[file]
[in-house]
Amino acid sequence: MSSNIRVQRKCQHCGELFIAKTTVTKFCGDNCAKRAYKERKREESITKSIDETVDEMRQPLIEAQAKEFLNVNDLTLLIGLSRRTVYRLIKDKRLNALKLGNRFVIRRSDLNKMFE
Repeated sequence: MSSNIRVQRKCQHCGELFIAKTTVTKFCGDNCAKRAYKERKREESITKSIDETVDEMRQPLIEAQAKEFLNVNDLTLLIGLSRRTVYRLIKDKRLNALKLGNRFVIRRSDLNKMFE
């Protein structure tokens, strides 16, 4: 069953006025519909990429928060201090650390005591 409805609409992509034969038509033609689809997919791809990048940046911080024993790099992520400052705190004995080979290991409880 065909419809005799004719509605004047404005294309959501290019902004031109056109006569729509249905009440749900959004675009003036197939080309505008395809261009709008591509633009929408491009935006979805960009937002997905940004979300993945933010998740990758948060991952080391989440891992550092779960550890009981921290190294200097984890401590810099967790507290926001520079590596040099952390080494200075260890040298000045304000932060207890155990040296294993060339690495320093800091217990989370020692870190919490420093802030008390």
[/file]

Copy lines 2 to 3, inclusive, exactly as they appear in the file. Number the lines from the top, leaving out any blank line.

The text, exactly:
Amino acid sequence: MSSNIRVQRKCQHCGELFIAKTTVTKFCGDNCAKRAYKERKREESITKSIDETVDEMRQPLIEAQAKEFLNVNDLTLLIGLSRRTVYRLIKDKRLNALKLGNRFVIRRSDLNKMFE
Repeated sequence: MSSNIRVQRKCQHCGELFIAKTTVTKFCGDNCAKRAYKERKREESITKSIDETVDEMRQPLIEAQAKEFLNVNDLTLLIGLSRRTVYRLIKDKRLNALKLGNRFVIRRSDLNKMFE